For a person diagnosed with HIV in the 1980s, celebrating a 60th birthday in 2007 is something of a miracle. Before the advent of highly active antiretroviral therapy (HAART) even optimistic estimates of life expectancy didn't exceed 10 years. But times have changed and living well into old age is now a likelihood for people living with HIV. This, of course, has its own ramifications.
Being infected with HIV is no longer a death sentence. For most, it's now a matter of living with a chronic disease, getting older and preparing for retirement -- something that for HIV-negative people usually evokes thoughts of a well-earned rest after many years of work. Along with that comes the freedom to choose new activities (such as sports, hobbies, travel) or to spend time with family and friends. In short, it's about embarking on a new stage of life replete with pleasure and leisure. But is it realistic for people with HIV/AIDS (PHAs) to dream about a happy retirement?
It would be a mistake to think that everything is rosy for aging PHAs, even if their health is relatively good, at least in terms of HIV infection (undetectable viral load and stable CD4 count). Aging comes with its own health concerns, which tend to pile up more often for PHAs than for the general population: heart issues, high cholesterol, osteoporosis, lung disease, cancer, kidney failure, diabetes and more.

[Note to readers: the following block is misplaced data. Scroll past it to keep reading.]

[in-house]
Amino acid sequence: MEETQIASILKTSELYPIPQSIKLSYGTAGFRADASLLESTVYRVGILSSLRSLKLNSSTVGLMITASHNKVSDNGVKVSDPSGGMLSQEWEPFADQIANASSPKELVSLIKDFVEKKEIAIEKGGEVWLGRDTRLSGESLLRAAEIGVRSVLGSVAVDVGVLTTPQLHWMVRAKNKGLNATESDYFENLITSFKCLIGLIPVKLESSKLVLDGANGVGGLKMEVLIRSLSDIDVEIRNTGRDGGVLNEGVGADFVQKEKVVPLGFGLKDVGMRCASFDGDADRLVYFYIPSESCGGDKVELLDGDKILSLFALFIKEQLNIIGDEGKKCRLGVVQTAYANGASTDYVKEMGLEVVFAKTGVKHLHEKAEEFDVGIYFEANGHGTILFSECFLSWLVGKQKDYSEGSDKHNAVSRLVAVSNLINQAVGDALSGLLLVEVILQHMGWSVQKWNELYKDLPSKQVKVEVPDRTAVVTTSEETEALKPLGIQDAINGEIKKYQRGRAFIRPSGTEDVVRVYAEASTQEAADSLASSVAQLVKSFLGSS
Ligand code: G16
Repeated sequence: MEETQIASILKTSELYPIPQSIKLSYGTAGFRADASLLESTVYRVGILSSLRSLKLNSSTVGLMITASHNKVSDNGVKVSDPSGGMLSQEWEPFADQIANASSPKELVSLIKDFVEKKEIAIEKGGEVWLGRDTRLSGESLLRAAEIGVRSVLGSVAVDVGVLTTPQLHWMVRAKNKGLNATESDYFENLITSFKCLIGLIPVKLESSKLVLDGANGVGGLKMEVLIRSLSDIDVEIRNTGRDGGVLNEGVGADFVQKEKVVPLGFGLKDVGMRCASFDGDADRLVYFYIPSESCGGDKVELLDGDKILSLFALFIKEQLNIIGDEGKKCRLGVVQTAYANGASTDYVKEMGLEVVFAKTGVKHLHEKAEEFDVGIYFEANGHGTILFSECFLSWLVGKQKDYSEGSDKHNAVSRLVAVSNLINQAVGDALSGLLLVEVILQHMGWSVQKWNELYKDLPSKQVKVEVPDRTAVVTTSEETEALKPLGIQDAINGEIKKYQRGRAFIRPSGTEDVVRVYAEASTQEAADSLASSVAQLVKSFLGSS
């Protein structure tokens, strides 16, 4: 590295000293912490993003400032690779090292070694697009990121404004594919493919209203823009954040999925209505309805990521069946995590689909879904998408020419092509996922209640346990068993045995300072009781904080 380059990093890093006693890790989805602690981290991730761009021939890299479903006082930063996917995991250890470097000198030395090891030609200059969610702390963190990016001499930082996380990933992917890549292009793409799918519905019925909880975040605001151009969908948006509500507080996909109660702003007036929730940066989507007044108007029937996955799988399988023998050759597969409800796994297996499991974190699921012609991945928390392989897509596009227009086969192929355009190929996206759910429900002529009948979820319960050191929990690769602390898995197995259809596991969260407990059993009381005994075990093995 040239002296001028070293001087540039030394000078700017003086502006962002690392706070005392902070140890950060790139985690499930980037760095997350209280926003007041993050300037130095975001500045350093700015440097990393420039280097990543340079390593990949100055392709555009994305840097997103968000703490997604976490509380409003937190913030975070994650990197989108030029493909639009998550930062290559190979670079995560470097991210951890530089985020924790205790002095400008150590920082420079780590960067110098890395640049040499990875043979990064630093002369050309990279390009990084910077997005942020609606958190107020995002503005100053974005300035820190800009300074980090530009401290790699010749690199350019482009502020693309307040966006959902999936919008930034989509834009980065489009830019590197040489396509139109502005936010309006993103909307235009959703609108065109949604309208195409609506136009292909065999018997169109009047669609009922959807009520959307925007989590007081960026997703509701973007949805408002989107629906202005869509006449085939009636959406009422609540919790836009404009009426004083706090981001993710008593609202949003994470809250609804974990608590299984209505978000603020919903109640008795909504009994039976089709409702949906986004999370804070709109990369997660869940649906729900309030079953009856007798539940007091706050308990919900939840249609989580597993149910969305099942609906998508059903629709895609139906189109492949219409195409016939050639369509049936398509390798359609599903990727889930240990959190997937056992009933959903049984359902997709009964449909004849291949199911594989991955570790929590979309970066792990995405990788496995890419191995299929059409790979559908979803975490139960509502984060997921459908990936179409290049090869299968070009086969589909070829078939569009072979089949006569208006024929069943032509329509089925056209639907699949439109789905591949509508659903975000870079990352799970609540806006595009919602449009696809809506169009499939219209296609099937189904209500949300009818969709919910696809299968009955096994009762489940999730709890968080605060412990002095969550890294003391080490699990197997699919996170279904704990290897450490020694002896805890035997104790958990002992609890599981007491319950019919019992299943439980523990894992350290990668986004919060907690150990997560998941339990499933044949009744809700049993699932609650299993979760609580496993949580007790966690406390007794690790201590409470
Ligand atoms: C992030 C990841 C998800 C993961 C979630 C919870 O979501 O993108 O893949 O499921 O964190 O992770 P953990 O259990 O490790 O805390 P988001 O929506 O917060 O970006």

Take Danièle B, now 59. After beginning antiretroviral treatment at age 50 during the throes of menopause, she suffered four bone fractures in six months. The question immediately arose: Were these problems the result of HIV itself, were they drug side effects or were they simply part of the normal aging process? There is no easy answer. However, we do know that PHAs who took the first antivirals in the early days of HAART -- with their high toxicity and nasty side effects -- are now experiencing earlier onset of many symptoms generally associated with aging.
When your fatigue worsens and your quality of life shrinks, it is normal to wonder if all the medication you've been taking for years has contributed to your liver, kidney and heart problems. While it may be difficult to track precisely the side effects of long-term treatment for HIV/AIDS, one must consider the role played by HIV and anti-HIV drugs given the accelerated aging of the patients who have been taking antivirals since they were first made available.
Dr. Roger LeBlanc, who works in the Immunodeficiency Unit of the Montreal Chest Institute, explains that the body's cells are constantly being bombarded by both HIV and anti-HIV drugs. In response to this assault, the cells reproduce more quickly and attempt to draw on their reserves. However, because these reserves are limited, the system becomes exhausted more quickly and the body begins to age prematurely. So, whether it shows in your skin, joints or organs, the physical aging of the body can be accelerated by 10 years because of HIV.